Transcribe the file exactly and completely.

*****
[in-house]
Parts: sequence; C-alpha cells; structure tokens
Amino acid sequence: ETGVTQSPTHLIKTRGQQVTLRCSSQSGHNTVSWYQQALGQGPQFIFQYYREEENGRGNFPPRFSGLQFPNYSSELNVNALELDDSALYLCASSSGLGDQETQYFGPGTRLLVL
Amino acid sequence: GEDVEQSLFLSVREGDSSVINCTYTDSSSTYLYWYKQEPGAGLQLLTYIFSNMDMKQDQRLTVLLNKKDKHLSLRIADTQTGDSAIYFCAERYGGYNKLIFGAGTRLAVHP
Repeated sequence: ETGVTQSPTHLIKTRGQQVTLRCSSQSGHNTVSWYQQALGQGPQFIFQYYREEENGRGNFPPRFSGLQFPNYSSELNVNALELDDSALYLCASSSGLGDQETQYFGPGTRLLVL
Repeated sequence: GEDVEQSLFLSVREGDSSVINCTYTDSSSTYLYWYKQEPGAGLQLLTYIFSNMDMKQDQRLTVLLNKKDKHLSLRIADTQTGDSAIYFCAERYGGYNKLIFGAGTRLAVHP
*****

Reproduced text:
[in-house]
Parts: sequence; C-alpha cells; structure tokens
Amino acid sequence: ETGVTQSPTHLIKTRGQQVTLRCSSQSGHNTVSWYQQALGQGPQFIFQYYREEENGRGNFPPRFSGLQFPNYSSELNVNALELDDSALYLCASSSGLGDQETQYFGPGTRLLVL
Amino acid sequence: GEDVEQSLFLSVREGDSSVINCTYTDSSSTYLYWYKQEPGAGLQLLTYIFSNMDMKQDQRLTVLLNKKDKHLSLRIADTQTGDSAIYFCAERYGGYNKLIFGAGTRLAVHP
Repeated sequence: ETGVTQSPTHLIKTRGQQVTLRCSSQSGHNTVSWYQQALGQGPQFIFQYYREEENGRGNFPPRFSGLQFPNYSSELNVNALELDDSALYLCASSSGLGDQETQYFGPGTRLLVL
Repeated sequence: GEDVEQSLFLSVREGDSSVINCTYTDSSSTYLYWYKQEPGAGLQLLTYIFSNMDMKQDQRLTVLLNKKDKHLSLRIADTQTGDSAIYFCAERYGGYNKLIFGAGTRLAVHP